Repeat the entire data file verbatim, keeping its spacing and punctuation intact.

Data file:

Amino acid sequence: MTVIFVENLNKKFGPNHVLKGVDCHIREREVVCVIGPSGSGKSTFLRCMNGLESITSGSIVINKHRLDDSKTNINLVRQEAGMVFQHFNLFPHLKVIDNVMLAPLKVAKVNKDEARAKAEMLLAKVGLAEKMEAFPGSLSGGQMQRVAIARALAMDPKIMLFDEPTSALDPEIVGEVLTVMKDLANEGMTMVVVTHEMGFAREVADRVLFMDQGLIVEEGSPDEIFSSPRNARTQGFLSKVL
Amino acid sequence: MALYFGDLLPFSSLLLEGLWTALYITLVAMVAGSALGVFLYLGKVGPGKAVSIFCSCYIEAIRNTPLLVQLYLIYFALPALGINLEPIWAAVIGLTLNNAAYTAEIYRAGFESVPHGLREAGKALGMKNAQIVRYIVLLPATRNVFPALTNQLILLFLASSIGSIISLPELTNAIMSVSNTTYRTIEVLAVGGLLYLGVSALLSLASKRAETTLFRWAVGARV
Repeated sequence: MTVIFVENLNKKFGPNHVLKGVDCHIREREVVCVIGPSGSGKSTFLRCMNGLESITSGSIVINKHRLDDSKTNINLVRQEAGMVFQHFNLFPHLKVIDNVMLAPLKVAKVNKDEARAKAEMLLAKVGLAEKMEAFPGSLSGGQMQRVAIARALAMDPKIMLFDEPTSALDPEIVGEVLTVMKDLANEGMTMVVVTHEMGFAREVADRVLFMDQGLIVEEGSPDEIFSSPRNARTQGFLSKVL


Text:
Amino acid sequence: MTVIFVENLNKKFGPNHVLKGVDCHIREREVVCVIGPSGSGKSTFLRCMNGLESITSGSIVINKHRLDDSKTNINLVRQEAGMVFQHFNLFPHLKVIDNVMLAPLKVAKVNKDEARAKAEMLLAKVGLAEKMEAFPGSLSGGQMQRVAIARALAMDPKIMLFDEPTSALDPEIVGEVLTVMKDLANEGMTMVVVTHEMGFAREVADRVLFMDQGLIVEEGSPDEIFSSPRNARTQGFLSKVL
Amino acid sequence: MALYFGDLLPFSSLLLEGLWTALYITLVAMVAGSALGVFLYLGKVGPGKAVSIFCSCYIEAIRNTPLLVQLYLIYFALPALGINLEPIWAAVIGLTLNNAAYTAEIYRAGFESVPHGLREAGKALGMKNAQIVRYIVLLPATRNVFPALTNQLILLFLASSIGSIISLPELTNAIMSVSNTTYRTIEVLAVGGLLYLGVSALLSLASKRAETTLFRWAVGARV
Repeated sequence: MTVIFVENLNKKFGPNHVLKGVDCHIREREVVCVIGPSGSGKSTFLRCMNGLESITSGSIVINKHRLDDSKTNINLVRQEAGMVFQHFNLFPHLKVIDNVMLAPLKVAKVNKDEARAKAEMLLAKVGLAEKMEAFPGSLSGGQMQRVAIARALAMDPKIMLFDEPTSALDPEIVGEVLTVMKDLANEGMTMVVVTHEMGFAREVADRVLFMDQGLIVEEGSPDEIFSSPRNARTQGFLSKVL